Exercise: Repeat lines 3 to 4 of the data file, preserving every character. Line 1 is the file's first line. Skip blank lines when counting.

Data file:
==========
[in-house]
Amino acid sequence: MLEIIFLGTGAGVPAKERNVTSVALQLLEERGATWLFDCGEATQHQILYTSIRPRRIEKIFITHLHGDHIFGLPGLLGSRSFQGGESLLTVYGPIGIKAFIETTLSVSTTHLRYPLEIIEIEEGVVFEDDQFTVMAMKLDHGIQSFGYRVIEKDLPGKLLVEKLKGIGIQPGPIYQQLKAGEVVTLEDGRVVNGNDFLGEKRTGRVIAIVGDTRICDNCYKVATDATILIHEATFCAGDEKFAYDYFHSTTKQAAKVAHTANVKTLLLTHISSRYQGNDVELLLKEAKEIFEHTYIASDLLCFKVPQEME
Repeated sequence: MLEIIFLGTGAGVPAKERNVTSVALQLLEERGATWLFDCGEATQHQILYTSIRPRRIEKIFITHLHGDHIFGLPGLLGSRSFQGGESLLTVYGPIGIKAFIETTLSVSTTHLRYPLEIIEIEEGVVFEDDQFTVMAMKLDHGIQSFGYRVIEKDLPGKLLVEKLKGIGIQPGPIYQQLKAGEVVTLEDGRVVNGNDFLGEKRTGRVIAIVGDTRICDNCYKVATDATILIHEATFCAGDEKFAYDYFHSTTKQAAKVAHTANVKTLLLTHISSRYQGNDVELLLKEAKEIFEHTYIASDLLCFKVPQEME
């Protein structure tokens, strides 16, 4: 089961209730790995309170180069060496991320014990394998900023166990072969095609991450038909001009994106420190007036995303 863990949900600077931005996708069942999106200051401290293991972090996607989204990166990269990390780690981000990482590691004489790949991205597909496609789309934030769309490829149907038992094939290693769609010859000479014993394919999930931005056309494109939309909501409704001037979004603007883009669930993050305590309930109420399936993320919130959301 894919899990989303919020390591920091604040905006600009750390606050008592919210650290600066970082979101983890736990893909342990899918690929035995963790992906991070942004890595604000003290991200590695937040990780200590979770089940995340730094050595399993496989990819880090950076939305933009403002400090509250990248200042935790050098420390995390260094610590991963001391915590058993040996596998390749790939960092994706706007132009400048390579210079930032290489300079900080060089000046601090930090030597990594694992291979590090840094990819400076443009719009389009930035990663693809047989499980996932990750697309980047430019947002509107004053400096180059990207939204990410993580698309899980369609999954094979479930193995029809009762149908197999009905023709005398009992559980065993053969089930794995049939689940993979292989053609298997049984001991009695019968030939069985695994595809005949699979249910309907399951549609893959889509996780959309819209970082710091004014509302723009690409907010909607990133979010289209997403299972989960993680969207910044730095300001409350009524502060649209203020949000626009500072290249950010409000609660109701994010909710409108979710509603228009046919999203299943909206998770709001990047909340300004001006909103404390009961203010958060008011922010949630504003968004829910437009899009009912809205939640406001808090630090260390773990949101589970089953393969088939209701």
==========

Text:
Repeated sequence: MLEIIFLGTGAGVPAKERNVTSVALQLLEERGATWLFDCGEATQHQILYTSIRPRRIEKIFITHLHGDHIFGLPGLLGSRSFQGGESLLTVYGPIGIKAFIETTLSVSTTHLRYPLEIIEIEEGVVFEDDQFTVMAMKLDHGIQSFGYRVIEKDLPGKLLVEKLKGIGIQPGPIYQQLKAGEVVTLEDGRVVNGNDFLGEKRTGRVIAIVGDTRICDNCYKVATDATILIHEATFCAGDEKFAYDYFHSTTKQAAKVAHTANVKTLLLTHISSRYQGNDVELLLKEAKEIFEHTYIASDLLCFKVPQEME
């Protein structure tokens, strides 16, 4: 089961209730790995309170180069060496991320014990394998900023166990072969095609991450038909001009994106420190007036995303 863990949900600077931005996708069942999106200051401290293991972090996607989204990166990269990390780690981000990482590691004489790949991205597909496609789309934030769309490829149907038992094939290693769609010859000479014993394919999930931005056309494109939309909501409704001037979004603007883009669930993050305590309930109420399936993320919130959301 894919899990989303919020390591920091604040905006600009750390606050008592919210650290600066970082979101983890736990893909342990899918690929035995963790992906991070942004890595604000003290991200590695937040990780200590979770089940995340730094050595399993496989990819880090950076939305933009403002400090509250990248200042935790050098420390995390260094610590991963001391915590058993040996596998390749790939960092994706706007132009400048390579210079930032290489300079900080060089000046601090930090030597990594694992291979590090840094990819400076443009719009389009930035990663693809047989499980996932990750697309980047430019947002509107004053400096180059990207939204990410993580698309899980369609999954094979479930193995029809009762149908197999009905023709005398009992559980065993053969089930794995049939689940993979292989053609298997049984001991009695019968030939069985695994595809005949699979249910309907399951549609893959889509996780959309819209970082710091004014509302723009690409907010909607990133979010289209997403299972989960993680969207910044730095300001409350009524502060649209203020949000626009500072290249950010409000609660109701994010909710409108979710509603228009046919999203299943909206998770709001990047909340300004001006909103404390009961203010958060008011922010949630504003968004829910437009899009009912809205939640406001808090630090260390773990949101589970089953393969088939209701």